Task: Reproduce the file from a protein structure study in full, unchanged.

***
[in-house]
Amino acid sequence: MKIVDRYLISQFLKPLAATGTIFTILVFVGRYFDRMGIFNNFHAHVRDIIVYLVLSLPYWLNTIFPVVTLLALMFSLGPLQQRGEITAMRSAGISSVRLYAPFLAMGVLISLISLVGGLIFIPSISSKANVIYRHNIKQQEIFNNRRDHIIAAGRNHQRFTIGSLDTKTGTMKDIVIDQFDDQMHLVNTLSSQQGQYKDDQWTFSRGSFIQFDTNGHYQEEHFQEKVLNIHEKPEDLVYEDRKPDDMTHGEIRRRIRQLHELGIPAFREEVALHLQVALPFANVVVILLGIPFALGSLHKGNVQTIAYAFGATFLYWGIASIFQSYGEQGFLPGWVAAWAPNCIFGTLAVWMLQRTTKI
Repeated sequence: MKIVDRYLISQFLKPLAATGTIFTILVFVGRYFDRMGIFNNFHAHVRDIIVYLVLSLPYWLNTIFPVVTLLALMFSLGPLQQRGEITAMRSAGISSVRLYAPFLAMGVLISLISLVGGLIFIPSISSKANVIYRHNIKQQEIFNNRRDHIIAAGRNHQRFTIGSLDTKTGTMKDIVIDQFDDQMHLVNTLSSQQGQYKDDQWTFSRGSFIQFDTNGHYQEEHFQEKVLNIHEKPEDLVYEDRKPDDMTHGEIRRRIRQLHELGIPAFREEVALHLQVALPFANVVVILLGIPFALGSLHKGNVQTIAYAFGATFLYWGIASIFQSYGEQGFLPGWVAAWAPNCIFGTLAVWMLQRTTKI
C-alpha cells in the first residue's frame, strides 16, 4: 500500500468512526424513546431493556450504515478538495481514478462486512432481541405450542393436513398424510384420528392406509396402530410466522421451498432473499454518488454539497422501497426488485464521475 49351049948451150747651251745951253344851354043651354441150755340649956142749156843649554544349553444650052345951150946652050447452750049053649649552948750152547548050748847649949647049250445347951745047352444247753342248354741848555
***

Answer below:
[in-house]
Amino acid sequence: MKIVDRYLISQFLKPLAATGTIFTILVFVGRYFDRMGIFNNFHAHVRDIIVYLVLSLPYWLNTIFPVVTLLALMFSLGPLQQRGEITAMRSAGISSVRLYAPFLAMGVLISLISLVGGLIFIPSISSKANVIYRHNIKQQEIFNNRRDHIIAAGRNHQRFTIGSLDTKTGTMKDIVIDQFDDQMHLVNTLSSQQGQYKDDQWTFSRGSFIQFDTNGHYQEEHFQEKVLNIHEKPEDLVYEDRKPDDMTHGEIRRRIRQLHELGIPAFREEVALHLQVALPFANVVVILLGIPFALGSLHKGNVQTIAYAFGATFLYWGIASIFQSYGEQGFLPGWVAAWAPNCIFGTLAVWMLQRTTKI
Repeated sequence: MKIVDRYLISQFLKPLAATGTIFTILVFVGRYFDRMGIFNNFHAHVRDIIVYLVLSLPYWLNTIFPVVTLLALMFSLGPLQQRGEITAMRSAGISSVRLYAPFLAMGVLISLISLVGGLIFIPSISSKANVIYRHNIKQQEIFNNRRDHIIAAGRNHQRFTIGSLDTKTGTMKDIVIDQFDDQMHLVNTLSSQQGQYKDDQWTFSRGSFIQFDTNGHYQEEHFQEKVLNIHEKPEDLVYEDRKPDDMTHGEIRRRIRQLHELGIPAFREEVALHLQVALPFANVVVILLGIPFALGSLHKGNVQTIAYAFGATFLYWGIASIFQSYGEQGFLPGWVAAWAPNCIFGTLAVWMLQRTTKI
C-alpha cells in the first residue's frame, strides 16, 4: 500500500468512526424513546431493556450504515478538495481514478462486512432481541405450542393436513398424510384420528392406509396402530410466522421451498432473499454518488454539497422501497426488485464521475 49351049948451150747651251745951253344851354043651354441150755340649956142749156843649554544349553444650052345951150946652050447452750049053649649552948750152547548050748847649949647049250445347951745047352444247753342248354741848555